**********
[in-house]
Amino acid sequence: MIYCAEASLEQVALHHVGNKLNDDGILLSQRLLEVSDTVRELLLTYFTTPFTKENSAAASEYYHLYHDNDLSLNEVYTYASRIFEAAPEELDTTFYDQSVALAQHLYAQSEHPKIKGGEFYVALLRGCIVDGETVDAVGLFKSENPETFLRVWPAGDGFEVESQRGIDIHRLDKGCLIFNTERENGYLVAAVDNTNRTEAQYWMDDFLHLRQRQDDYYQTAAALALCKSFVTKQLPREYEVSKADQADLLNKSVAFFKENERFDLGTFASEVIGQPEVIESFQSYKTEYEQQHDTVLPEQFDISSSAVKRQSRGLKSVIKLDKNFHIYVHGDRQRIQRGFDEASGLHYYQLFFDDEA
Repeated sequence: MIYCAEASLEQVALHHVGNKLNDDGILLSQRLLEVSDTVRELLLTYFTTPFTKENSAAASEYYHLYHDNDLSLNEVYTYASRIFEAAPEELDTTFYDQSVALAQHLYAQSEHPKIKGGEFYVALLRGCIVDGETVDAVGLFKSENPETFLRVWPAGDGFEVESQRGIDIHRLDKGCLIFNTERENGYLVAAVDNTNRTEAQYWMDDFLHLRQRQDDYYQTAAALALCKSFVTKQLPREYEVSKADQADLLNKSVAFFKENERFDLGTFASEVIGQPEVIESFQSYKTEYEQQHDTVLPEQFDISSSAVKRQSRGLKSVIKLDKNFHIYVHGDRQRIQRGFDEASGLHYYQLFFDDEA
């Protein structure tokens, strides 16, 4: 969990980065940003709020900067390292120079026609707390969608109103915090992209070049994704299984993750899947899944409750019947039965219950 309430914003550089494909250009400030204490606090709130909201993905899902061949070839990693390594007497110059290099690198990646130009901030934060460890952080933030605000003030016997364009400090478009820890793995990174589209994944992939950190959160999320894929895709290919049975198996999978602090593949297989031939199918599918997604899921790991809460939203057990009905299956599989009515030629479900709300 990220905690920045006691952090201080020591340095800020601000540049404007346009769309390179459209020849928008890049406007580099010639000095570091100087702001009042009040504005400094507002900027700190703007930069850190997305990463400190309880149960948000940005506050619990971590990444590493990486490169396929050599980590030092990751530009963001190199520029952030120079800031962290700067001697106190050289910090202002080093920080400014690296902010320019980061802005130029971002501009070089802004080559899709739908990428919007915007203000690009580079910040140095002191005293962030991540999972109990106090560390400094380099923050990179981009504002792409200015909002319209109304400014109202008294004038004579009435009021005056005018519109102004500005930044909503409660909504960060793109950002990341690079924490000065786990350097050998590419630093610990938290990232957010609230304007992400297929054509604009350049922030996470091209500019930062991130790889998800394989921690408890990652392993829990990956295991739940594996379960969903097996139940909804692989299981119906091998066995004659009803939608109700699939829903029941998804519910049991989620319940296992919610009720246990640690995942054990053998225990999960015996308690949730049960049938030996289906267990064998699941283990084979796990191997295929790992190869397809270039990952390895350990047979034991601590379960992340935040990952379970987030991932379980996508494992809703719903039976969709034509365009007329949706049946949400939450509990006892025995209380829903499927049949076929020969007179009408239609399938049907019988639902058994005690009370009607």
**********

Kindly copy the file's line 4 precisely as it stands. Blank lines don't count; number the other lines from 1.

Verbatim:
């Protein structure tokens, strides 16, 4: 969990980065940003709020900067390292120079026609707390969608109103915090992209070049994704299984993750899947899944409750019947039965219950 309430914003550089494909250009400030204490606090709130909201993905899902061949070839990693390594007497110059290099690198990646130009901030934060460890952080933030605000003030016997364009400090478009820890793995990174589209994944992939950190959160999320894929895709290919049975198996999978602090593949297989031939199918599918997604899921790991809460939203057990009905299956599989009515030629479900709300 990220905690920045006691952090201080020591340095800020601000540049404007346009769309390179459209020849928008890049406007580099010639000095570091100087702001009042009040504005400094507002900027700190703007930069850190997305990463400190309880149960948000940005506050619990971590990444590493990486490169396929050599980590030092990751530009963001190199520029952030120079800031962290700067001697106190050289910090202002080093920080400014690296902010320019980061802005130029971002501009070089802004080559899709739908990428919007915007203000690009580079910040140095002191005293962030991540999972109990106090560390400094380099923050990179981009504002792409200015909002319209109304400014109202008294004038004579009435009021005056005018519109102004500005930044909503409660909504960060793109950002990341690079924490000065786990350097050998590419630093610990938290990232957010609230304007992400297929054509604009350049922030996470091209500019930062991130790889998800394989921690408890990652392993829990990956295991739940594996379960969903097996139940909804692989299981119906091998066995004659009803939608109700699939829903029941998804519910049991989620319940296992919610009720246990640690995942054990053998225990999960015996308690949730049960049938030996289906267990064998699941283990084979796990191997295929790992190869397809270039990952390895350990047979034991601590379960992340935040990952379970987030991932379980996508494992809703719903039976969709034509365009007329949706049946949400939450509990006892025995209380829903499927049949076929020969007179009408239609399938049907019988639902058994005690009370009607």